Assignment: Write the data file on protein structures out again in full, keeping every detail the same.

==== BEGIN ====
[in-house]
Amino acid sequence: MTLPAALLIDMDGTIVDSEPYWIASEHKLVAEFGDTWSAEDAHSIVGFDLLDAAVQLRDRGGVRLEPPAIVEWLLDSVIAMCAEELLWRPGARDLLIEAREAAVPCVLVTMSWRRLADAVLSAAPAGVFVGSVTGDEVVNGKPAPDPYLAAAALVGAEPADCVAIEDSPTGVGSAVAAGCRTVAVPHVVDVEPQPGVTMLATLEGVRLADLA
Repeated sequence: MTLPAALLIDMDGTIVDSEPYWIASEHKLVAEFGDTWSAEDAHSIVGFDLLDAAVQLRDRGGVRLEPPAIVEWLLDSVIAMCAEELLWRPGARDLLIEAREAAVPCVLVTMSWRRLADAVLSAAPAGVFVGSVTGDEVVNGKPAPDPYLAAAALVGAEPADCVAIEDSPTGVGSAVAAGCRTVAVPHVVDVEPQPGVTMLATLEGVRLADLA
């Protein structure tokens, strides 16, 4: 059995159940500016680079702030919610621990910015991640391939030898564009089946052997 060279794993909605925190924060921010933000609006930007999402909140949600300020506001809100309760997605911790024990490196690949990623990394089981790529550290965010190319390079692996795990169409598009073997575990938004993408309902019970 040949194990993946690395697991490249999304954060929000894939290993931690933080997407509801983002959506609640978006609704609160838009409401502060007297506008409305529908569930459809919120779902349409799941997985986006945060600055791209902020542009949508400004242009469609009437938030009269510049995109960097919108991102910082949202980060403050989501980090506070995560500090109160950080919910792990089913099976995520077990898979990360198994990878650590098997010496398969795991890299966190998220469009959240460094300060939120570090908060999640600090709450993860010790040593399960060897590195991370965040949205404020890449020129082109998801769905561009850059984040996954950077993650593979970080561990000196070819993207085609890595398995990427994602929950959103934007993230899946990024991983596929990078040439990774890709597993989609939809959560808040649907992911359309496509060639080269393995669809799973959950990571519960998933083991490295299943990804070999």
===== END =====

[in-house]
Amino acid sequence: MTLPAALLIDMDGTIVDSEPYWIASEHKLVAEFGDTWSAEDAHSIVGFDLLDAAVQLRDRGGVRLEPPAIVEWLLDSVIAMCAEELLWRPGARDLLIEAREAAVPCVLVTMSWRRLADAVLSAAPAGVFVGSVTGDEVVNGKPAPDPYLAAAALVGAEPADCVAIEDSPTGVGSAVAAGCRTVAVPHVVDVEPQPGVTMLATLEGVRLADLA
Repeated sequence: MTLPAALLIDMDGTIVDSEPYWIASEHKLVAEFGDTWSAEDAHSIVGFDLLDAAVQLRDRGGVRLEPPAIVEWLLDSVIAMCAEELLWRPGARDLLIEAREAAVPCVLVTMSWRRLADAVLSAAPAGVFVGSVTGDEVVNGKPAPDPYLAAAALVGAEPADCVAIEDSPTGVGSAVAAGCRTVAVPHVVDVEPQPGVTMLATLEGVRLADLA
């Protein structure tokens, strides 16, 4: 059995159940500016680079702030919610621990910015991640391939030898564009089946052997 060279794993909605925190924060921010933000609006930007999402909140949600300020506001809100309760997605911790024990490196690949990623990394089981790529550290965010190319390079692996795990169409598009073997575990938004993408309902019970 040949194990993946690395697991490249999304954060929000894939290993931690933080997407509801983002959506609640978006609704609160838009409401502060007297506008409305529908569930459809919120779902349409799941997985986006945060600055791209902020542009949508400004242009469609009437938030009269510049995109960097919108991102910082949202980060403050989501980090506070995560500090109160950080919910792990089913099976995520077990898979990360198994990878650590098997010496398969795991890299966190998220469009959240460094300060939120570090908060999640600090709450993860010790040593399960060897590195991370965040949205404020890449020129082109998801769905561009850059984040996954950077993650593979970080561990000196070819993207085609890595398995990427994602929950959103934007993230899946990024991983596929990078040439990774890709597993989609939809959560808040649907992911359309496509060639080269393995669809799973959950990571519960998933083991490295299943990804070999």